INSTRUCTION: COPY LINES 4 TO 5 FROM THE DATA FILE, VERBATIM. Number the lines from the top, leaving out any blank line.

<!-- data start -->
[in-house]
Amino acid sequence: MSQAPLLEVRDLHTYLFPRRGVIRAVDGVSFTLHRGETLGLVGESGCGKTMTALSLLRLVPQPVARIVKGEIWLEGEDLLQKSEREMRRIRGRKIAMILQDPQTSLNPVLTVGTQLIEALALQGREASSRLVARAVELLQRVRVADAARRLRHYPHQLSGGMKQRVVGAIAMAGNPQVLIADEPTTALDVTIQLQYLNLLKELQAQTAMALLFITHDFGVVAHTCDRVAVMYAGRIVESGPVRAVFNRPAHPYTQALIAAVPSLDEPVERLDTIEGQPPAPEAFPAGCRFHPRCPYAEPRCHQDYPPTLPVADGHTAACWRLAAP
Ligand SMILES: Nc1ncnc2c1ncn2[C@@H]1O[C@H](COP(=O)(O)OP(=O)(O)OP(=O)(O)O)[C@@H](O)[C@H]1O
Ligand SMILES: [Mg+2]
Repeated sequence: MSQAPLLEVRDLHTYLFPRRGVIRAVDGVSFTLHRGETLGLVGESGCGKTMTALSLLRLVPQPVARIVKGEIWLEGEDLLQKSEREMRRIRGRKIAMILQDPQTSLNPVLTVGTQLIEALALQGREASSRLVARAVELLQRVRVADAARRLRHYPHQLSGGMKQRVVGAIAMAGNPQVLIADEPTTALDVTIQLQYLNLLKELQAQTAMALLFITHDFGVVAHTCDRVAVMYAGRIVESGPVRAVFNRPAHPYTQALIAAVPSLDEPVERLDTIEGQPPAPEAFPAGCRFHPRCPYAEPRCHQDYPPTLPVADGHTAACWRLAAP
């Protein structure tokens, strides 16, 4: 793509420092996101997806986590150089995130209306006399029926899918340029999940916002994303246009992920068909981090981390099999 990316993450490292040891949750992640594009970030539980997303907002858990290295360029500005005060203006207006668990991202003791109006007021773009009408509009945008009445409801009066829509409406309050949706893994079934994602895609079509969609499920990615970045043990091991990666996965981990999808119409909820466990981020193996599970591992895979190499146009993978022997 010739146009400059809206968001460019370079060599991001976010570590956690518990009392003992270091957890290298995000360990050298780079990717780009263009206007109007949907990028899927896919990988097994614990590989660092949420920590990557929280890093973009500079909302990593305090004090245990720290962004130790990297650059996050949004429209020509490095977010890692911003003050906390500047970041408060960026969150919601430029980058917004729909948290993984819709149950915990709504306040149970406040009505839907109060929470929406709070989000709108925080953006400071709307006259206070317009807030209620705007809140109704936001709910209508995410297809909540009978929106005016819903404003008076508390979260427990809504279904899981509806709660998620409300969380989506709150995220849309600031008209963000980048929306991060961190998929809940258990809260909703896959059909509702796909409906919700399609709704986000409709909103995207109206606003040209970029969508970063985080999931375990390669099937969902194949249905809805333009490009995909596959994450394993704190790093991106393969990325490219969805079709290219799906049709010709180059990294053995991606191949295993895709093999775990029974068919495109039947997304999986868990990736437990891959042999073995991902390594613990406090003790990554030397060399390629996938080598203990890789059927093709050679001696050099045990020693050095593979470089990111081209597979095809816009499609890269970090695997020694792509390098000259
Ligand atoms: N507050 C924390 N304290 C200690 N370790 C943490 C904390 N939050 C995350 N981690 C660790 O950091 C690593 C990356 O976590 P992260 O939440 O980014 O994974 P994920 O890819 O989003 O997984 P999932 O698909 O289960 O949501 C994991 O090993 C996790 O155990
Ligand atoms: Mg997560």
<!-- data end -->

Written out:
Ligand SMILES: [Mg+2]
Repeated sequence: MSQAPLLEVRDLHTYLFPRRGVIRAVDGVSFTLHRGETLGLVGESGCGKTMTALSLLRLVPQPVARIVKGEIWLEGEDLLQKSEREMRRIRGRKIAMILQDPQTSLNPVLTVGTQLIEALALQGREASSRLVARAVELLQRVRVADAARRLRHYPHQLSGGMKQRVVGAIAMAGNPQVLIADEPTTALDVTIQLQYLNLLKELQAQTAMALLFITHDFGVVAHTCDRVAVMYAGRIVESGPVRAVFNRPAHPYTQALIAAVPSLDEPVERLDTIEGQPPAPEAFPAGCRFHPRCPYAEPRCHQDYPPTLPVADGHTAACWRLAAP